horse-with-ice-balls-in-hoofThis wetter, icier snow is a prime cause of “ice balls” in your horse’s hoofs.  When your horse walks on snow, the heat of his hoof can warm up the snow while it touching the metal horseshoe can make it freeze again, causing a buildup.  After a while, this turns into an uneven mass that can cause your horse discomfort when walking and even real damage to tendons and joints.  There are several ways to help prevent this problem.  They include letting your horse go barefoot, using hoof boots or adding anti-snowball pads. 

Finally, make sure both you and your horse are dressed for the weather.  If you have snow, the temperature is probably already near or below freezing. And riding outside means no blocks from the wind, making it even colder. Consider a quarter sheet for your horse’s hindquarters to keep those big muscles warm. And dress in layers yourself. 

It looks like a long winter ahead so make the most of it with a fun, safe ride in the snow.

Photo credit:  Hidden Fox Farm

Celebrating Veterans – Sgt. Reckless

american-flagWhile Veterans Day traditionally remembers the men and women who served in our Armed Forces, there are some four-legged heroes that deserve recognition as well. One of them was a horse named Reckless. 

A mare born in approximately 1948, Flame (as she was originally known) was out of a Seoul, Korea race horse dam with some Mongolian breeding. In October of 1952, during the Korean War, the United States Marine Corps were in Seoul when Lt. Eric Pederson met a Korean stable boy, Kim Huk, who needed money to buy an artificial leg for his sister. At the same time, the Marines were looking for a way to carry ammunition to the front lines for the 75mm Recoilless Rifle, Anti-Tank Company of the 5th Marines Regiment, 1st Marine Division. Pederson gave the boy $250 of his own money and purchased the horse for the unit.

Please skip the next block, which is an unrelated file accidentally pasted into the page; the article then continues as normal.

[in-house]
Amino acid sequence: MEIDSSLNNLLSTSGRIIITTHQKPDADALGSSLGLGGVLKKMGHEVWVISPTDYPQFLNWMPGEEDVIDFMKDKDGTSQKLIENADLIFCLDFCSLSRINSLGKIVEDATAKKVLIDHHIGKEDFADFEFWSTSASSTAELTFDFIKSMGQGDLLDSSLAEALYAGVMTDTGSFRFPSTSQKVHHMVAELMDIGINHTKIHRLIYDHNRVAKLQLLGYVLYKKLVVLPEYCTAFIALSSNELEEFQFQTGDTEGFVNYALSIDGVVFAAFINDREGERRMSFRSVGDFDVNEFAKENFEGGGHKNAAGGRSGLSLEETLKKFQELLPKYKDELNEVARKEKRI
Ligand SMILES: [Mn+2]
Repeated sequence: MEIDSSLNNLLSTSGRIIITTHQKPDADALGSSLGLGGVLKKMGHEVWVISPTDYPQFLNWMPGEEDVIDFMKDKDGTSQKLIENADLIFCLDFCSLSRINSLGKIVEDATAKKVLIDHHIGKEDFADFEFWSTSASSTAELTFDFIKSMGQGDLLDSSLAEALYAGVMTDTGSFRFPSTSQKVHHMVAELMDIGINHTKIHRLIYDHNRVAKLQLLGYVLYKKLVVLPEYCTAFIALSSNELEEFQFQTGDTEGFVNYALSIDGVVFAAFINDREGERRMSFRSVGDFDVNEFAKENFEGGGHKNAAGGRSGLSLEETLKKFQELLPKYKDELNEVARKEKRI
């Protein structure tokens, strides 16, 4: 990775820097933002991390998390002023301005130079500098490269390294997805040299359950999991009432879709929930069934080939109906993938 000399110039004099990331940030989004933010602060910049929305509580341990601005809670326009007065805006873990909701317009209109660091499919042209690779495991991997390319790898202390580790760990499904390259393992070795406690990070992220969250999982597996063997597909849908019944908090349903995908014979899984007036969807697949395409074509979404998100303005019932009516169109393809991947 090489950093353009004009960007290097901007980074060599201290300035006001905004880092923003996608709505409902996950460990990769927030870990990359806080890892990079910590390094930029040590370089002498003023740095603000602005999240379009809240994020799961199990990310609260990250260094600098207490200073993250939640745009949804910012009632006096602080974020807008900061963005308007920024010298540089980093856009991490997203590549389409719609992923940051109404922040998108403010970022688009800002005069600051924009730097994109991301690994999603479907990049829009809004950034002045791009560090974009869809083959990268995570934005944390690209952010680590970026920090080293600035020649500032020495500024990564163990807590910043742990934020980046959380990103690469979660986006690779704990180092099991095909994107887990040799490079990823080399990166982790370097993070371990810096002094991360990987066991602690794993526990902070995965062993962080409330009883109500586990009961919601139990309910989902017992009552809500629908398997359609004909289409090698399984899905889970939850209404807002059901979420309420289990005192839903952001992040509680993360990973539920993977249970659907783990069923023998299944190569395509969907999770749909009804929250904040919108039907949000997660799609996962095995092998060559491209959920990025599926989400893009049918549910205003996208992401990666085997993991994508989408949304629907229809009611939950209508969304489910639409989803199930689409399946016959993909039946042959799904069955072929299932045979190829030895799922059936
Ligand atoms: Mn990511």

She was renamed “Reckless” by the Marines as a combination short-hand name of the Recoilless rifle and the bravery of those who used them. The small chestnut with a blaze and four white socks was closest to her primary trainer Gunnery Sergeant Joseph Latham and to Private First Class Monroe Coleman, her primary caretaker.  The horse was initially kept in a pasture near the encampment.  But Reckless had a gentle disposition and soon developed such a rapport with the troops that she was allowed to freely roam about the camp and entered tents at will, sometimes sleeping inside with the troops, and even lying down next to Latham’s warm tent stove on cold nights.sgt-reckless-live

Like most new recruits, Reckless went through a version of boot camp – or “hoof camp” as it was known for her.  Reckless quickly learned the battle survival skills and, after several trips carrying supplies and ammunition, she learned the route and was able to deliver supplies to the troops without the benefit of a handler.  She was also used to evacuate the wounded. Enemy soldiers could see her as she made her way over dangerous terrain and up the steep mountain trails to the firing sites.  “It’s difficult to describe the elation and the boost in morale that little white-faced mare gave Marines as she outfoxed the enemy bringing vitally needed ammunition up the mountain, “Sgt. Maj. James E. Bobbitt recalled. Bobbitt recalled.

Reckless served in the military for more than nine months. She was the first horse in the Marine Corps to have made an amphibious landing. She was wounded twice in combat and given the rank first of battlefield corporal in 1953, and then a battle field promotion to sergeant in 1954.  Following the war, she was awarded two Purple Hearts, a Marine Corps Good Conduct Medal and was included in her unit’s Presidential Unit Citations.  She received other military honors as well.

Even though she was revered as a war hero, Reckless was favored by the Marines for another reason – her quirky personality. She hated to be ignored or hungry.  She ate any food she could get her lips around – cake, Hershey bars, Coca Cola – and to be sure the Marines got the point, she ate poker chips, blankets and hats as well.

sgt reckless statue camp pendleton.pngShe was retired and brought to the United States after the war.  In 1959 the Commandant of the Marine Corps officially promoted to the rank of   She gave birth to four foals in America and died in May 1968. A plaque and photo were dedicated in her honor at the Marine Corps Base Camp Pendleton stables and a statue of her was dedicated on July 26, 2013 at the National Museum of the Marine Corps in Quantico, Virginia. A memorial statue, recently created to honor Sergeant Reckless at Camp Pendleton, was dedicated on October 26, 2016.